From the start, the narrator’s language is somewhat perturbed by the very thought of the excitement he is about to depict, as the two following passages testify: “we both were roused in our separate rooms by her crying au feu!”, and “No, she was fast ablaze—I mean, asleep.”21 The narrator’s slip of the pen reinforces the semantic isotopy announced by the verb “rouse” and the French phrase, “au feu” (fire!). Blanche, who cried “au feu”, was probably making love with Bouteillan, father or son, outside in the tool shed, as she had done on many previous occasions; the phrase must therefore be interpreted as both a cry of alarm and a cry of jubilation. Nabokov is obviously using the French word “feu” in its classical sense (meaning passion, love). In The Enchanter, there was a fire in the house in which the man arrives to pick up the girl he wants to seduce;22 and in Lolita, Humbert meets his nymphet because the McCoos’ house in which he was supposed to stay was destroyed by fire.23 Ada will later make a reference to the fire of erotic passion in a letter addressed to Van, apparently to reproach him with initiating her too early, in fact to arouse him sexually and induce him to come back to their Garden of Eden where she still dwells:

The fire you rubbed left its brand on the most vulnerable, most vicious and tender point of my body. Now I have to pay for your rasping the red rash too strongly, too soon, as charred wood has to pay for burning. When I remain without your caresses, I lose all control of my nerves, nothing exists any more than the ecstasy of friction, the abiding effect of your sting, of your delicious poison.24

In this evocation of the erotic fire, in which there is perhaps an echo of Ronsard,25 the multiplication of metaphors and alliterations gradually leads to the concluding oxymoron in which the word “delicious”, used earlier in Lolita , reappears. The intertextual and intratextual references are endless.

Instead of offering his help to those who are going to put out the fire, Van goes down to the library, described many pages earlier when he was being shown around the mansion by Ada, with its divan and its yellow cushions, to admire the show through the window, a show whose depth and beauty is considerably increased when Ada suddenly appears in the mirror of the windowpane.26 This propitious mirror brings the two fires together, that of the burning barns and that of Ada’s candle which she puts near Van’s.

To this superposition of images on the very surface of the windowpane must be added the narrative games played by Van and Ada as they alternately narrate the scene (“That multiple departure… Take over”27), giving a double version of it as it were. The text gradually turns into a real dialogue, first in the narration time (“First time I hear about him. I thought old Mr. Nymphobottomus had been my only predecessor”28), and then in the story (or diegetic) time:

“I want to ask you,” she said quite distinctly, but also quite beside herself because his ramping palm had now worked its way through at the armpit, and his thumb on a nipplet made her palate tingle: ringing for the maid in Georgian novels—inconceivable without the presence of elettricità—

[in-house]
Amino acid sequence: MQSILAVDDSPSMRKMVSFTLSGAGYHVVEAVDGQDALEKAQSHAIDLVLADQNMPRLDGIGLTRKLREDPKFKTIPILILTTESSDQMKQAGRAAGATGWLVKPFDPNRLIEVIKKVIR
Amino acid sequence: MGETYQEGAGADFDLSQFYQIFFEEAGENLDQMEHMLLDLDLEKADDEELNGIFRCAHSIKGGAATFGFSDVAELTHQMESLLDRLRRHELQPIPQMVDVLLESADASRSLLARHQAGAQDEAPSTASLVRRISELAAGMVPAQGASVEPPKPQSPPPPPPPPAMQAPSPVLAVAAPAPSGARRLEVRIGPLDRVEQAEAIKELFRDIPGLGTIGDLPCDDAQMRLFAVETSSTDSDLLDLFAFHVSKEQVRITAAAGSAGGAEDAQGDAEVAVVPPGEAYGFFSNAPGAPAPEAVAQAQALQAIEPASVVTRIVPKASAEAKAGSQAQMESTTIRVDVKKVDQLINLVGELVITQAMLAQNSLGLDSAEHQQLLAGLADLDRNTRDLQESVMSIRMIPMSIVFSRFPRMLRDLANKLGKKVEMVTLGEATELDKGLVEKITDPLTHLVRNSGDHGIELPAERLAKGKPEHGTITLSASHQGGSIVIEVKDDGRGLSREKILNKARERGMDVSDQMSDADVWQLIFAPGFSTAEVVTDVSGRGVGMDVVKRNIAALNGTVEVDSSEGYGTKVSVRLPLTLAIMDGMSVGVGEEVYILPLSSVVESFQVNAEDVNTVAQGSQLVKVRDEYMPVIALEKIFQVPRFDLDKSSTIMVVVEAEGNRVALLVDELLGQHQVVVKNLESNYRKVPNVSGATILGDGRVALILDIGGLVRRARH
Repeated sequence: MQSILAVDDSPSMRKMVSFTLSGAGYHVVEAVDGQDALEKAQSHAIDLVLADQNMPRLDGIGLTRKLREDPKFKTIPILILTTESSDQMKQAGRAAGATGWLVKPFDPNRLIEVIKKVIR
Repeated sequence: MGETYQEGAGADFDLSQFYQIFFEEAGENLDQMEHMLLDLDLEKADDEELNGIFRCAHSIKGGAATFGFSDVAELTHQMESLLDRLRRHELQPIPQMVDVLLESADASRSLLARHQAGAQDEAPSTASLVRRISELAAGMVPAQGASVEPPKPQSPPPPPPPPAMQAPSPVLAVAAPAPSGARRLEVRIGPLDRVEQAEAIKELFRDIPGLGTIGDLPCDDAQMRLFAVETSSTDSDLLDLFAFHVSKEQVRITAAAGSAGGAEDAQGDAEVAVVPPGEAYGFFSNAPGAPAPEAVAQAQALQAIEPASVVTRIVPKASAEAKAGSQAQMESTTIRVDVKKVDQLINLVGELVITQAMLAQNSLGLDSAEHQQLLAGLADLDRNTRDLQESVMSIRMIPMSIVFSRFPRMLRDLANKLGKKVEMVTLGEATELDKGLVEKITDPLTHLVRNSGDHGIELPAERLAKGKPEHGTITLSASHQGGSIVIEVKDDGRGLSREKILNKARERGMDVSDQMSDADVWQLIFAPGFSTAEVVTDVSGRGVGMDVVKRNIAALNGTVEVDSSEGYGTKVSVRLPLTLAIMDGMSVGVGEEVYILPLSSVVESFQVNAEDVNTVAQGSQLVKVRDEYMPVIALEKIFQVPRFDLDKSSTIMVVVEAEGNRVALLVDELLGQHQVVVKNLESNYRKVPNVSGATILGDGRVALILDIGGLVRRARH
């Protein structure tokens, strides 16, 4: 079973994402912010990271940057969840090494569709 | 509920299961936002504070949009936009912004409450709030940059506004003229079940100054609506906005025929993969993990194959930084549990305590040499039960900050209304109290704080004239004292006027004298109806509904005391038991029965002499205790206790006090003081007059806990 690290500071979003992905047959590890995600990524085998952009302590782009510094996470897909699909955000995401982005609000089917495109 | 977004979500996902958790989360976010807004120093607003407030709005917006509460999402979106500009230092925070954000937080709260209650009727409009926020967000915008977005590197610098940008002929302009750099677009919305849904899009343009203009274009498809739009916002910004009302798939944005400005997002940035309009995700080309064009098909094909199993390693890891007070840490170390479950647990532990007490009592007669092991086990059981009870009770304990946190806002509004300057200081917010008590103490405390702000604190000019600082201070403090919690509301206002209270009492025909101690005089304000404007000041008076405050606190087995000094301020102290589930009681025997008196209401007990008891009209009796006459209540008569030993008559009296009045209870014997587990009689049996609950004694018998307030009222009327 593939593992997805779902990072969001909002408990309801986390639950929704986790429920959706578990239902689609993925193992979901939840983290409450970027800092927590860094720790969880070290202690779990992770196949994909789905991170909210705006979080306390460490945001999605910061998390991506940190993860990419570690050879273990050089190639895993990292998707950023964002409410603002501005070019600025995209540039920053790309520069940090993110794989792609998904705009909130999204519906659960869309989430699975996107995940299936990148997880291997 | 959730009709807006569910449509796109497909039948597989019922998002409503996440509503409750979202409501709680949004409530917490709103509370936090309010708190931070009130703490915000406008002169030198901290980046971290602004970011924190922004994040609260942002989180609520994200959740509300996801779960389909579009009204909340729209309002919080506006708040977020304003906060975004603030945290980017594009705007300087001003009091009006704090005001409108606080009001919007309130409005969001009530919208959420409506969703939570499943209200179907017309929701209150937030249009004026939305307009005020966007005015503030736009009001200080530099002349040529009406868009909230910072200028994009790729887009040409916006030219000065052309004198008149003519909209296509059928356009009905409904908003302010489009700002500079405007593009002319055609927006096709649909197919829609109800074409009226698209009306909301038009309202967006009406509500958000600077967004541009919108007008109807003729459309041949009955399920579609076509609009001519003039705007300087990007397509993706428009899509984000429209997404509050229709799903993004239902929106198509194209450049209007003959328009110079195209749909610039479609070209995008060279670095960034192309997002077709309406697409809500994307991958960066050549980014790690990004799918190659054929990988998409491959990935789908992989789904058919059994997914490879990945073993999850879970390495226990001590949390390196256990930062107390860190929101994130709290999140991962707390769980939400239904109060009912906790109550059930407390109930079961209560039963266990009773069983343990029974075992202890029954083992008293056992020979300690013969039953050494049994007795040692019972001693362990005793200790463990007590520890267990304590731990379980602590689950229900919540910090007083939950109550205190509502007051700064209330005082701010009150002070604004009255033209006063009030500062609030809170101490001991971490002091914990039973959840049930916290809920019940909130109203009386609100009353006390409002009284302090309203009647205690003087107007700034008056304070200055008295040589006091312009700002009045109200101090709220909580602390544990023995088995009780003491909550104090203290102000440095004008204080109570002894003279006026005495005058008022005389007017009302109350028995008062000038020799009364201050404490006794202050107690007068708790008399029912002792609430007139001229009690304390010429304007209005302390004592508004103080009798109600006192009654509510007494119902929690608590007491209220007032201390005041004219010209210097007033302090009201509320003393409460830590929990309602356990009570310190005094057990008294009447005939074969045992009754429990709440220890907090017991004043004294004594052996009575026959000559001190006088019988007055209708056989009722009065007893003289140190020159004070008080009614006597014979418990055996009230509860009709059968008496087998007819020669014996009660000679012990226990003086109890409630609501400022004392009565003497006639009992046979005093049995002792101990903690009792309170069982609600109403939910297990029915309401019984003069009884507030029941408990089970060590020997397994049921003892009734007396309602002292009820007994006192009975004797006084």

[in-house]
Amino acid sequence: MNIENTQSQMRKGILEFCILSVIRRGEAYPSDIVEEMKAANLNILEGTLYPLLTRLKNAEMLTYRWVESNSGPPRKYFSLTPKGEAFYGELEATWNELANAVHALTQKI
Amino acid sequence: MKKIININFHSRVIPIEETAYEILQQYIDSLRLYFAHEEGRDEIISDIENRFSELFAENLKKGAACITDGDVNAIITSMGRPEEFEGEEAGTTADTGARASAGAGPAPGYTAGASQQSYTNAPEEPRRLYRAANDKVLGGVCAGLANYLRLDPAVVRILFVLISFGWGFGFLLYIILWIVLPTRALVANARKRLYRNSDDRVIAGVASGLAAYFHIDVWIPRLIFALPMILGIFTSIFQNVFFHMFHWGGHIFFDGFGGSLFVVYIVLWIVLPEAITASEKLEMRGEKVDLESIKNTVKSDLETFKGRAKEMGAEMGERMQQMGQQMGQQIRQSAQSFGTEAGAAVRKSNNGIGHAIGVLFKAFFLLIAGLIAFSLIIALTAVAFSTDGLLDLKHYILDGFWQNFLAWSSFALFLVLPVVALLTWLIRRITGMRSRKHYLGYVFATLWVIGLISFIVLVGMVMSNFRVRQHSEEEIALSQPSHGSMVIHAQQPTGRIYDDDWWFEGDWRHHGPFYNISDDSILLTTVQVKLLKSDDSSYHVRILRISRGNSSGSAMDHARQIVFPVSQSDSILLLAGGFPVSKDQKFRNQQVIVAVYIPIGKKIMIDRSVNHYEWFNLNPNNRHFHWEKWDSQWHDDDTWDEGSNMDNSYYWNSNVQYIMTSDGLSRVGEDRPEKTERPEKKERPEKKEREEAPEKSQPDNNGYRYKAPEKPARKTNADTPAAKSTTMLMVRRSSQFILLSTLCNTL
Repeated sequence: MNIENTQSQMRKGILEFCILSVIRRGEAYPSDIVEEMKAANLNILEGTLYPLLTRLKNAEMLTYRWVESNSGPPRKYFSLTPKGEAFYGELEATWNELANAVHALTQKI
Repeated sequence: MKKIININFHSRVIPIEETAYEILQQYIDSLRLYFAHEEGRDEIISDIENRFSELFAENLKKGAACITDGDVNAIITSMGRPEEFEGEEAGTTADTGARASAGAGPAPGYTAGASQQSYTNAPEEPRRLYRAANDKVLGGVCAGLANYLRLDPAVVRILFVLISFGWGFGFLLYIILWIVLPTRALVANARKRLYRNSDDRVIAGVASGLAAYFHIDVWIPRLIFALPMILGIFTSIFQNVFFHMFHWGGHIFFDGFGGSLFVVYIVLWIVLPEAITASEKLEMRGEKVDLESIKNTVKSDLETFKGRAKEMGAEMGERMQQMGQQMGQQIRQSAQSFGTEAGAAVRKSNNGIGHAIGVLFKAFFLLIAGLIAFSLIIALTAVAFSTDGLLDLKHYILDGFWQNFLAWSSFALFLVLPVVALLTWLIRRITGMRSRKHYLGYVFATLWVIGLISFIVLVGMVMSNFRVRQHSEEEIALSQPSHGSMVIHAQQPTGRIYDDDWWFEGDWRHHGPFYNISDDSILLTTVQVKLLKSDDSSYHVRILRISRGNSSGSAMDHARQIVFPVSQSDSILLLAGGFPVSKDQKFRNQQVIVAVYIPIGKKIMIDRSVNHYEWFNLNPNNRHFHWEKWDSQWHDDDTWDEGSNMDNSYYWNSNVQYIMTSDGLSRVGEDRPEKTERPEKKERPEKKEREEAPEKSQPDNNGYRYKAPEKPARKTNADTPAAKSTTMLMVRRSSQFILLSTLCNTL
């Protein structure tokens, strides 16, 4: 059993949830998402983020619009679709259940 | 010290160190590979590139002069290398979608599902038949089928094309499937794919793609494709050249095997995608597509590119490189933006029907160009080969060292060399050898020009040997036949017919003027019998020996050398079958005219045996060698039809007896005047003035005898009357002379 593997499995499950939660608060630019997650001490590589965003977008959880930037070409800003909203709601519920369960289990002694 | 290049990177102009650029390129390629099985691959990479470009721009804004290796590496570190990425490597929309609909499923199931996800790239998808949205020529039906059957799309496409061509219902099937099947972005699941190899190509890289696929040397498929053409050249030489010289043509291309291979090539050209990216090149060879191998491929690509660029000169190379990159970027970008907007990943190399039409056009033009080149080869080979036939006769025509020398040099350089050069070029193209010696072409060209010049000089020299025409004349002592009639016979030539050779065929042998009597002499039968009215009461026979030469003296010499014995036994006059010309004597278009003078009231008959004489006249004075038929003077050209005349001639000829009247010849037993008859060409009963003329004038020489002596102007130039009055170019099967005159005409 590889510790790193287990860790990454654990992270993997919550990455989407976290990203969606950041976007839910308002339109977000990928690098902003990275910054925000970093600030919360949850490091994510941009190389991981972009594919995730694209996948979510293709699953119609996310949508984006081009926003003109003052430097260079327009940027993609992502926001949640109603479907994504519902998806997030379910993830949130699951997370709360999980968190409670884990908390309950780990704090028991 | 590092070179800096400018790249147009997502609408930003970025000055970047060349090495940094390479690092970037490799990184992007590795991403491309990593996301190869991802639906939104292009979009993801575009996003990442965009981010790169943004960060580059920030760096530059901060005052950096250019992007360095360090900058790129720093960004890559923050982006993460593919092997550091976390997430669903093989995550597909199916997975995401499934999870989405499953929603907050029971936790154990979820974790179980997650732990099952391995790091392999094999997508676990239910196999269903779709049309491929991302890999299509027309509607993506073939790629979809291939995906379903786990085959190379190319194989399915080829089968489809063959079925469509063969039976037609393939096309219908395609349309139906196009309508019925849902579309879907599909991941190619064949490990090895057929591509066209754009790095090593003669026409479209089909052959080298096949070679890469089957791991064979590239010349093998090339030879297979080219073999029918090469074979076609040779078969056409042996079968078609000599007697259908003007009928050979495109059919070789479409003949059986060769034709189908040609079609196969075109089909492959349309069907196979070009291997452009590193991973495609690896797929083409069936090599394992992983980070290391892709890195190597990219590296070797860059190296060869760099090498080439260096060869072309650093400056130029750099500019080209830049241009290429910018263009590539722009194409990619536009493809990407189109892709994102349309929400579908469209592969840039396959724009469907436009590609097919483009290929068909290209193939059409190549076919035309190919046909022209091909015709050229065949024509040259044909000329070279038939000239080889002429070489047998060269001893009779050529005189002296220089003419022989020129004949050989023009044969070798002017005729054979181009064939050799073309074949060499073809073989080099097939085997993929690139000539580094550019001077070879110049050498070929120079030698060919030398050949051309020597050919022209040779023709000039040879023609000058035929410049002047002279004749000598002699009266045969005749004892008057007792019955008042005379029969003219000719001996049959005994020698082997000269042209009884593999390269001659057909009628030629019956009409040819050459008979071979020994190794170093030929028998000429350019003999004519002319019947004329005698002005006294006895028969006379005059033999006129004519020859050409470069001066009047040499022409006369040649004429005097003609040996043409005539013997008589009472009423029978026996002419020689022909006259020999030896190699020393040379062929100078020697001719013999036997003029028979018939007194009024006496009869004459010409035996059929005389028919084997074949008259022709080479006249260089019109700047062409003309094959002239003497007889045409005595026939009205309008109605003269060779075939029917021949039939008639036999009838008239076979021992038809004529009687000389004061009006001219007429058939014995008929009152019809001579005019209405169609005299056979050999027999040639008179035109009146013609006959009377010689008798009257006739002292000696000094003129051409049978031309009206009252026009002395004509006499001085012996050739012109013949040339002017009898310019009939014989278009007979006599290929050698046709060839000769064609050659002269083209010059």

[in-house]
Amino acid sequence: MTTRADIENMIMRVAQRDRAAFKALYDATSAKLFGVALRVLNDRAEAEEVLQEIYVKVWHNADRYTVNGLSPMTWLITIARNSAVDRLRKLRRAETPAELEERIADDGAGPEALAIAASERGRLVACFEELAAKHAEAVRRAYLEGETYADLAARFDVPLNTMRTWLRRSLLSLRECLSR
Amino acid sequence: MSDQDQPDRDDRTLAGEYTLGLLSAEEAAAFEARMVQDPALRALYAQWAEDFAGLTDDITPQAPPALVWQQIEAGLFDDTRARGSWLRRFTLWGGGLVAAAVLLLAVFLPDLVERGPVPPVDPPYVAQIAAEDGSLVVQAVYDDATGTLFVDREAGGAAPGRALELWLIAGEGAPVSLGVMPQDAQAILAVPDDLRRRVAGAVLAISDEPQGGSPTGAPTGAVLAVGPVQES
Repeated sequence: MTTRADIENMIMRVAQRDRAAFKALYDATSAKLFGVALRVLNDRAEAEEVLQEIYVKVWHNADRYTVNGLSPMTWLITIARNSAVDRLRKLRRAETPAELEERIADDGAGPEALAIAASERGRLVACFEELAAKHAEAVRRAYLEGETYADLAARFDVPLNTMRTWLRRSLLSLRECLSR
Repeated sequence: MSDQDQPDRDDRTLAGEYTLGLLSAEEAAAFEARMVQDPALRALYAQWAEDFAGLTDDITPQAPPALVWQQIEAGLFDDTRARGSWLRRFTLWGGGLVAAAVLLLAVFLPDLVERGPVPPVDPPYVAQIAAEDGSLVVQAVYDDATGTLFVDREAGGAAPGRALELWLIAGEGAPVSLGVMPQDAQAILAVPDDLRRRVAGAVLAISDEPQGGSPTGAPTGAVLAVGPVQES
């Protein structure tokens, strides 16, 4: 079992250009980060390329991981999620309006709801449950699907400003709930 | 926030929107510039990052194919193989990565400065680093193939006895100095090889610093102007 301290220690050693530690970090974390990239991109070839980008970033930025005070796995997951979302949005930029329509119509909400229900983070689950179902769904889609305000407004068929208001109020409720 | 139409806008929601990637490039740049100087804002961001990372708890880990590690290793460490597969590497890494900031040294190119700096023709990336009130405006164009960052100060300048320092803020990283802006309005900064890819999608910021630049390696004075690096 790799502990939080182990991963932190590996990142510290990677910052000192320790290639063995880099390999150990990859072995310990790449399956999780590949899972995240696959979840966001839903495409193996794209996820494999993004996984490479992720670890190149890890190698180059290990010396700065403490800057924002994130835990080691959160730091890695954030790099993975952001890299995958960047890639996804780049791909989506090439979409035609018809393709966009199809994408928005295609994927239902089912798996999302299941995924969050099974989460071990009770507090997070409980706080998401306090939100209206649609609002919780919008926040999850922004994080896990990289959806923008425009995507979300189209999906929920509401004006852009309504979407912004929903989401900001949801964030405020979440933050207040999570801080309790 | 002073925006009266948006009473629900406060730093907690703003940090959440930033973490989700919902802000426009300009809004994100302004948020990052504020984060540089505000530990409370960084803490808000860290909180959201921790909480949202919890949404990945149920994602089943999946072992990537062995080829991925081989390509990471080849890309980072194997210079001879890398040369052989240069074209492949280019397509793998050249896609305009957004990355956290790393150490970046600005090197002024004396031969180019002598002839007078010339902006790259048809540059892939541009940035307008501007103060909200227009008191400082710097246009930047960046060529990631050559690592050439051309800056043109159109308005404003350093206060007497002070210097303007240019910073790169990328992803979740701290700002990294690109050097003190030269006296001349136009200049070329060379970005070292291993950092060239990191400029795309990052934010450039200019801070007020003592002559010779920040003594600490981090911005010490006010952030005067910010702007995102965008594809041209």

(I protest. Youcannot. It is banned even in Lithuanian and Latin. Ada’s note.)
“—to ask you…”
“Ask,” cried Van, “but don’t spoil everything” (such as feeding upon you, writing against you).
“Well, why,” she asked (demanded, challenged, one flame crepitated, one cushion was on the floor), “why do you get so fat and hard there when you—”
“Get where? When I what?”29

Here, two scenes are magically superposed, the erotic scene of 1884 and the narration scene where Van and Ada in their impotent nineties relive their past ardor by poetic means, and remember their youth. The reader surreptitiously tries to find his way between the two scenes, as earlier he tried to distinguish between the various images seen through or reflected in the windowpane. As he tries to make sense of the text, his poerotic experience acquires a new intensity, and he is dazzled by the magic of this text which totally swallows him in its maelstrom.

Never had Nabokov managed to defeat censorship so efficiently. The double dialogue (between the teenagers on the one hand, and between the nonagenarians on the other), and the confusion of voices forestall the censorious reaction that a third-person narrative would inevitably have triggered since this scene provides an unambiguous evocation of the penis. This chapter constitutes a new step after the poetic feats of Lolita studied above. It is not the prohibition against incest that is transgressed but the interdict against the representation of the penis in a poetic context:

“Oh, dear,” she said as one child to another. “It’s all skinned and raw. Does it hurt? Does it hurt horribly?”
“Touch it quick,” he implored.
“Van, poor Van,” she went on in the narrow voice the sweet girl used when speaking to cats, caterpillars, pupating puppies, “yes, I’m sure, it smarts, would it help if I’d touch, are you sure?”
“You bet,” said Van, “on n’est pas bête à ce point” (“there are limits to stupidity,” colloquial and rude).30
Here again, Nabokov avoids using any dictionary word to designate the penis, preferring this neutral deictic which not only shows that part of the boy’s anatomy but above all the at once touching and exciting discomfort of Ada; he thereby makes it easier for the reader to read this passage without blushing, whereas the use of metaphors or scientific words would probably have marred the childish and erotic tone of the scene.